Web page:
Bus Services after the Spending Review - Transport Committee Contents

Written evidence from Suffolk ACRE (Action with Communities in Rural England) (BUS 46)

The impact of the reduction in Bus Service Operator's Grant, including on community transport

Whilst the delay in implementation of this change is to be welcomed, the underlying reduction in BSOG is of serious long term concern. A previous role that this respondent has held was as owner/manager of a small PSV company (10 vehicles on bus contracts, 10 on private hire). Far from the case of 'further lining fat cat's pockets' as often reported, BSOG provided an absolutely essential income to help make ends meet on a very thin financial margin. Without BSOG, only two options exist. On contracted work, prices submitted to Local Authorities (LAs) for tenders will rise to compensate for the loss of BSOG, as currently operators take into account this additional revenue stream when submitting competitive bids. In this case, local authorities will find their costs increasing. Secondly, on commercial services, or those supported services where the operator retains on-bus revenue and is free to set their own fares, passengers are likely to face increased charges. This is a difficult judgement call, as such a move is more likely to result in reduced patronage overall amongst paying customers - not conducive to long term viability. The cost of bus use has risen considerably above the cost of private car use over the past few decades, and this is also not conducive to long term survival of the sector. The difficulty in maintaining a viable patronage base when increasing fares has potential to lead to deregistrations, further increasing the cost burden on LAs.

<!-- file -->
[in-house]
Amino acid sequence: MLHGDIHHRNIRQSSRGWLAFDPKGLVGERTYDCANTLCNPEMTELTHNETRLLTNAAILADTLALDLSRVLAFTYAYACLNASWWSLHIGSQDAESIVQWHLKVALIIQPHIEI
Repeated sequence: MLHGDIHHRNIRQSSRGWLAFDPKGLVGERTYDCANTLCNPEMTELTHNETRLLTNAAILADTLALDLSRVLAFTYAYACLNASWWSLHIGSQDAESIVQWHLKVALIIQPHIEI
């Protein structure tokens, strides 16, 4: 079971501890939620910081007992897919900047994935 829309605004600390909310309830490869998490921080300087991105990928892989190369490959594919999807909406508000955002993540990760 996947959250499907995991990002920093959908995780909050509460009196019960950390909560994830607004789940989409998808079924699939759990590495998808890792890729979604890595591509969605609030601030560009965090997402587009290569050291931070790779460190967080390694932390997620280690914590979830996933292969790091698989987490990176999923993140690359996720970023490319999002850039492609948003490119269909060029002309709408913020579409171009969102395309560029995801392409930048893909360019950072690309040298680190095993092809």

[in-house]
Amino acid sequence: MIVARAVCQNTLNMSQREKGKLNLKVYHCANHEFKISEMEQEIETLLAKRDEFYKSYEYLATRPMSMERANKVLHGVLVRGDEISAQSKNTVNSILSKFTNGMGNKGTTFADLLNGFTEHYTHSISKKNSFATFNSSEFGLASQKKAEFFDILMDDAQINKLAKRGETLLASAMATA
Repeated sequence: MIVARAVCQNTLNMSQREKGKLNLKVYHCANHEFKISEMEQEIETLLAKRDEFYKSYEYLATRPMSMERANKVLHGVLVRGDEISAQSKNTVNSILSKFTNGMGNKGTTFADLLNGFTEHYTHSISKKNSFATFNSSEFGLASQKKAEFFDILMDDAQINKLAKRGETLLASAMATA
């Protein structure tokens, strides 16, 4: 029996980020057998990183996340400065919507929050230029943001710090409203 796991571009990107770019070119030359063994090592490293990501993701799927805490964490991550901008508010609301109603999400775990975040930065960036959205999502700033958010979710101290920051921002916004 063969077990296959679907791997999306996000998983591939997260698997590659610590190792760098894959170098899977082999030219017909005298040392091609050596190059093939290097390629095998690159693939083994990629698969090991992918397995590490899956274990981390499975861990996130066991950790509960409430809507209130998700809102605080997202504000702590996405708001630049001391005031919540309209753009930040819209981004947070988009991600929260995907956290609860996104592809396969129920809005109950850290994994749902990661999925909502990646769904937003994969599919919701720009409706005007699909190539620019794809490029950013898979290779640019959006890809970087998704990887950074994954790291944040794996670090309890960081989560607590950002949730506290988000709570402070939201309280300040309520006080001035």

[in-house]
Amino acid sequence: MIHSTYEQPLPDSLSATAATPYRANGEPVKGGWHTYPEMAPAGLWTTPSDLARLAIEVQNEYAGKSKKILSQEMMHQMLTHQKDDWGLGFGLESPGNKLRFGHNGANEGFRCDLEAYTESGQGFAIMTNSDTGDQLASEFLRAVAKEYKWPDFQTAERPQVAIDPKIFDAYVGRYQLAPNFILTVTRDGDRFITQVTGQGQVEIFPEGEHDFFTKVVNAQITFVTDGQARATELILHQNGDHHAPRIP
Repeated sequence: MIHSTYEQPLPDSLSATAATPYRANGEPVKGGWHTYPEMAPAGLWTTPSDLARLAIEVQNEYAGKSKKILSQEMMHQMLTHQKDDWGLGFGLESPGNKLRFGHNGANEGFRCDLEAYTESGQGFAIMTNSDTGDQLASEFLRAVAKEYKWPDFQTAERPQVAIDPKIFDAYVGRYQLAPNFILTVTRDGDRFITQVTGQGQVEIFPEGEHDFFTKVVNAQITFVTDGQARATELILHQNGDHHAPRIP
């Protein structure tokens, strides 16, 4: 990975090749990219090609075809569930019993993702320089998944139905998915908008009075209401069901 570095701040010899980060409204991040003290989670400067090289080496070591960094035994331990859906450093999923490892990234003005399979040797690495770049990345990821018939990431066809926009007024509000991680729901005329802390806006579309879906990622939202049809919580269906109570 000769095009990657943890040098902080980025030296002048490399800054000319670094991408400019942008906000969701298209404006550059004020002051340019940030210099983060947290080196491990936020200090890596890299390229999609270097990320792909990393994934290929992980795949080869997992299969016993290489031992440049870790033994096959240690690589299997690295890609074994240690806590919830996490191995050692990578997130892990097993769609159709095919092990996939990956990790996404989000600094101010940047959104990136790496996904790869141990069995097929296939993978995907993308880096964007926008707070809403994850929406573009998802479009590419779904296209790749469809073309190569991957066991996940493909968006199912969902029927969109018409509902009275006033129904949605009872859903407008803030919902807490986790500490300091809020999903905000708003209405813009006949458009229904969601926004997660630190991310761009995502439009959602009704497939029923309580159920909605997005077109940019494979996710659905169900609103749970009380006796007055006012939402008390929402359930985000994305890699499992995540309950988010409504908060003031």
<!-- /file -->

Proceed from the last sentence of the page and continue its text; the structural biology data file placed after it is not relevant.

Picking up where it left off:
The effect on CT operators is very similar, except that most CT operations are dependent on LA funding. As a result, these organisations will find their alternatives are either to find increased support from LA's, to restrict any extraneous activities they engage in, or to find themselves heading into debt and possible closure. Some community bus operators run Section 22 services, staffed entirely by volunteers and run on a commercial basis. These are generally from highly rural areas, typically providing weekly links to markets, or once a month to large towns. For these, BSOG is an important and pro-rata large element of their income and any reduction would create an immediate and severe cash flow implication.